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More office employees are working from home than ever before. In fact, the U.S. Census Bureau found that the number of people working from home tripled from 2019 to 2021. If you’re among these employees, you may spend eight or more hours per day in your home’s work space. This means you likely want a comfortable, functional, and beautiful area.
When designing your home office, keep your physical and mental health in mind, not just your job’s technological requirements. A perk of working from home is the ability to customize your work space. Take advantage of this benefit and think through all the factors that go into creating a happy, healthy work environment. Here are some tips.
Invest in the Right Furniture and Equipment
Most home workspaces are designed around a computer. If you’re spending a substantial portion of the day looking at a screen and typing on a keyboard, opting for properly designed furniture and accessories is essentially a health investment. Furniture that doesn’t support proper posture can put you at risk for repetitive strain injuries (such as tendonitis or carpal tunnel syndrome) and back, neck, and shoulder pain.
Princeton University’s Environmental Health and Safety department recommends doing computer work in a neutral posture. That means having your back straight with your lumbar region supported, typing on a keyboard at forearm-height, and placing your computer screen at eye level. Choosing a high-quality, comfortable office chair will help you maintain healthy posture. Depending on your height, you may want to invest in a desk with a recessed keyboard tray. This will help keep your forearms parallel to the floor while typing.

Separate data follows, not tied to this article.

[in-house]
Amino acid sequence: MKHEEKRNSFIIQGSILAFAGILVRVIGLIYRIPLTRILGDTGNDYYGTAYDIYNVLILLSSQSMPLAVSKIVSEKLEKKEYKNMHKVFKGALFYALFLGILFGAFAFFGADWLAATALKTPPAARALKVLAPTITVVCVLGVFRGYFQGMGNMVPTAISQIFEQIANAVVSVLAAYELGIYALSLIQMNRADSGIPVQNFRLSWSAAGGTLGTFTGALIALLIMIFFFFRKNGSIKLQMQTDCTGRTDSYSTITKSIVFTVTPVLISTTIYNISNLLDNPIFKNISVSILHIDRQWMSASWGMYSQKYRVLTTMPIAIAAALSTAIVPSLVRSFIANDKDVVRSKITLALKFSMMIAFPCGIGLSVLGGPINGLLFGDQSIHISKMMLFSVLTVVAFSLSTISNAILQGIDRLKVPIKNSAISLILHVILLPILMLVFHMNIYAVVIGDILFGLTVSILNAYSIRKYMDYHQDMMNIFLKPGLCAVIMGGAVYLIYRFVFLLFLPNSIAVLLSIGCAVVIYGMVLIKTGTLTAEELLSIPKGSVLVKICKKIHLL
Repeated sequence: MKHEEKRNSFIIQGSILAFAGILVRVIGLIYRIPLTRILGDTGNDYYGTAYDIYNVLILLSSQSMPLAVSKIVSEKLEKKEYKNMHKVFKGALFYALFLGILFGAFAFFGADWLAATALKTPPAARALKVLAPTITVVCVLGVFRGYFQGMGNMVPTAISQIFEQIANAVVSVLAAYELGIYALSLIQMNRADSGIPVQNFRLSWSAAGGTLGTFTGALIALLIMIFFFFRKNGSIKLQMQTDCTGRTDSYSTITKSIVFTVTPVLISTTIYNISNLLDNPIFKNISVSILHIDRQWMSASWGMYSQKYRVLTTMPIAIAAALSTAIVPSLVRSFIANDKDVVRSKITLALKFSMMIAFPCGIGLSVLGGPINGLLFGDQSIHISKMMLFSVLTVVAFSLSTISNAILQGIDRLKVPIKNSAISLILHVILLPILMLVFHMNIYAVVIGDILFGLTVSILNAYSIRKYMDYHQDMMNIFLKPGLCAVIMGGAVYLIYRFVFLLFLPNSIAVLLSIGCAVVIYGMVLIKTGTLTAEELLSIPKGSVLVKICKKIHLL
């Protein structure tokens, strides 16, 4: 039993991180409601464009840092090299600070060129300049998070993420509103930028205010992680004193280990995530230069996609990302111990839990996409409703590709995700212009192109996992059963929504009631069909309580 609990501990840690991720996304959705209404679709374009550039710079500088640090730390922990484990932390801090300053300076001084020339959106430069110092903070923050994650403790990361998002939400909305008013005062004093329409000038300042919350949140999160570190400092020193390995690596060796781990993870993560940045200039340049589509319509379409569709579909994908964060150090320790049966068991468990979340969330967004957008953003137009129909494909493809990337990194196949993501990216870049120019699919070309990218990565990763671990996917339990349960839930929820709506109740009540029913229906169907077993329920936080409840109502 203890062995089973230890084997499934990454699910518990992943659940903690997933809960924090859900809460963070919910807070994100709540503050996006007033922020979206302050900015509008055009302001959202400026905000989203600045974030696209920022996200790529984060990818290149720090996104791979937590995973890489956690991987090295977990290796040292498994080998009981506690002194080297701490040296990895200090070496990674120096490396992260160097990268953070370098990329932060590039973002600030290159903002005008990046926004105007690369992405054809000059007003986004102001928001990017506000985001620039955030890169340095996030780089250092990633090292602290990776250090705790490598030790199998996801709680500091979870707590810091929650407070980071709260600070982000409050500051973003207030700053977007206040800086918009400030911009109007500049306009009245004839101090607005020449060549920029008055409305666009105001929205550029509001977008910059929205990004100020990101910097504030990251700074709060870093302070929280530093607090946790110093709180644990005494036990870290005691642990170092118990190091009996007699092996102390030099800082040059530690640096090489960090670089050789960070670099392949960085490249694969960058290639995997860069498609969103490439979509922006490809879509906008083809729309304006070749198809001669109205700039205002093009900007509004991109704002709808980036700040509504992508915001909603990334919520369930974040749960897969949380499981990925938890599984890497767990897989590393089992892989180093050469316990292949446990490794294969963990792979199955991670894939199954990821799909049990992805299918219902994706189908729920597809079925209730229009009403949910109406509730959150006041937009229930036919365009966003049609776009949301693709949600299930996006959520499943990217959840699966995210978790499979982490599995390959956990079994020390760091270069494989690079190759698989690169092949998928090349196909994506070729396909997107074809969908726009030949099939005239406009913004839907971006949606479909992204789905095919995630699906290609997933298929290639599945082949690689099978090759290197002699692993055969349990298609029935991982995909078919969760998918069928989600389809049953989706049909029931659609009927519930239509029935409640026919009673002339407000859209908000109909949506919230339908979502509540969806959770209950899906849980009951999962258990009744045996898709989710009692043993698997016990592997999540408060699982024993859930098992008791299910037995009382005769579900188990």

The right computer accessories also help with posture. If you use a laptop, buying a separate ergonomic keyboard and vertical “handshake” mouse will ease wrist and finger stress. A laptop stand keeps your screen at eye level, and you should invest in multiple monitors if you find yourself frequently swapping screens.
Focus on Natural Light
When possible, choose a work space within your home that gets lots of natural light. Sunlight can help you feel more alert and boost your mood, making you more productive throughout the day. A 2017 study on natural light’s workplace impact showed that workers in offices with natural light experienced 84% less eye strain, blurred vision, and headaches. To increase light in your home office without letting in too much heat, consider replacement windows with low-emissivity (low-e) coatings or at least two panes of glass. Window treatments can also help.
Space and budgetary restrictions can make increasing natural light difficult, if not impossible. Plus, not everybody works during daylight hours. If this is the case, make sure there’s enough light to easily see without straining your eyes. Choose a simple desk lamp that fits your home decor, or opt for a sun lamp that replicates the full spectrum of visible light.
Add Elements to Help Your Physical Health